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Copyright © 2018 Catholic News Service/U.S. Conference of Catholic Bishops. www.catholicnews.com. All rights reserved. Republishing or redistributing of CNS content, including by framing or similar means without prior permission, is prohibited. You may link to stories on our public site. This copy is for your personal, non-commercial use only. To request permission for republishing or redistributing of CNS content, please contact permissions at cns@catholicnews.com.

Chilean bishop says mistakes were made in handling abuse cases

05/14/2018 - 8:28pm

IMAGE: CNS photo/Paul Haring

By Junno Arocho Esteves

VATICAN CITY (CNS) — A Chilean bishop acknowledged the damage inflicted on survivors of clerical sex abuse and the mishandling of cases by church leaders in the country.

“I am not saying that perhaps we have made mistakes. We have made mistakes,” said Bishop Juan Ignacio Gonzalez Errazuriz of San Bernardo.

Bishop Gonzalez, along with Auxiliary Bishop Fernando Ramos Perez of Santiago, met with journalists May 14 on the eve of a three-day meeting between Pope Francis and 34 Chilean bishops.

The bishops are meeting at the Vatican May 15-17 to discuss with Pope Francis their handling of clerical sex abuse allegations.

Echoing Pope Francis’ April 11 letter to the Chilean bishops, Bishop Ramos told journalists that the bishops felt “pain and shame” for the abuses committed.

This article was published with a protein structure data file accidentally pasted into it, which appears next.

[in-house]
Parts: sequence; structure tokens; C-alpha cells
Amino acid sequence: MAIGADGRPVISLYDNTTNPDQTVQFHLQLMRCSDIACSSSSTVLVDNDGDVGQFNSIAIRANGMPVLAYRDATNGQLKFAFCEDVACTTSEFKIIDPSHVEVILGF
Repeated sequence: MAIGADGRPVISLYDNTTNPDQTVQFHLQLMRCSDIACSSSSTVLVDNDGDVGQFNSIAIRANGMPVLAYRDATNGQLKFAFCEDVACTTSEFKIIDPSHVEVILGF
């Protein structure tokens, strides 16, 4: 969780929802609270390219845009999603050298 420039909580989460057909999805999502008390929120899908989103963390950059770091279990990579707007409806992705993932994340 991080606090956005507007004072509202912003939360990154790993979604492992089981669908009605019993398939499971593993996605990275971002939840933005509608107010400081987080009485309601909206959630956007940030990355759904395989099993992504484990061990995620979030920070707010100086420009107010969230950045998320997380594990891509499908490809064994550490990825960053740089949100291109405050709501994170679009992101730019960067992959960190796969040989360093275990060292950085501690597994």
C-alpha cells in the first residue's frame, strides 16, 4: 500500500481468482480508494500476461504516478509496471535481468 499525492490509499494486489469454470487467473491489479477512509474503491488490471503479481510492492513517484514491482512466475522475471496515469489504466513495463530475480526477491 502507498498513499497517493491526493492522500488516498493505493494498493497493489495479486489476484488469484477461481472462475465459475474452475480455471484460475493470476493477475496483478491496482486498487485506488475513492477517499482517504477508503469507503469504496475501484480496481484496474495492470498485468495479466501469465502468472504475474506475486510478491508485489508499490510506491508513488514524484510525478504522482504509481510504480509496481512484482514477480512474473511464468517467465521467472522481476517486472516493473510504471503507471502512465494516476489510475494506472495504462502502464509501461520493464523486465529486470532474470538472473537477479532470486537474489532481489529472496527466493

“Receiving information that sexual abuses occurred in our community left many people in shock, because it is something that is unacceptable, intolerable, unjustifiable from every point of view,” Bishop Ramos said.

When asked whether they intend to follow the pope’s lead and ask forgiveness of survivors, Bishop Ramos said attending to the wounds inflicted upon “victims is a great, moral imperative.”

“As Jesus said, we must ask forgiveness seven times 70. We are completely willing to ask forgiveness, but we also hope that forgiveness (can) be restorative,” he said.

Recently, three Chilean abuse survivors who met with Pope Francis strongly criticized the bishops, accusing them of misinforming the pope on the reality of sexual abuse in the country.

Pope Francis invited Juan Carlos Cruz, Jose Andres Murillo and James Hamilton to stay at the Domus Sanctae Marthae, the Vatican residence where he lives, and to meet with him individually April 27-29. They met him again as a group April 30.

Briefing journalists May 2 on their meeting with the pope, the survivors read a joint statement saying that for “10 years we have been treated as enemies, because we fight against sexual abuse and cover-up in the church.”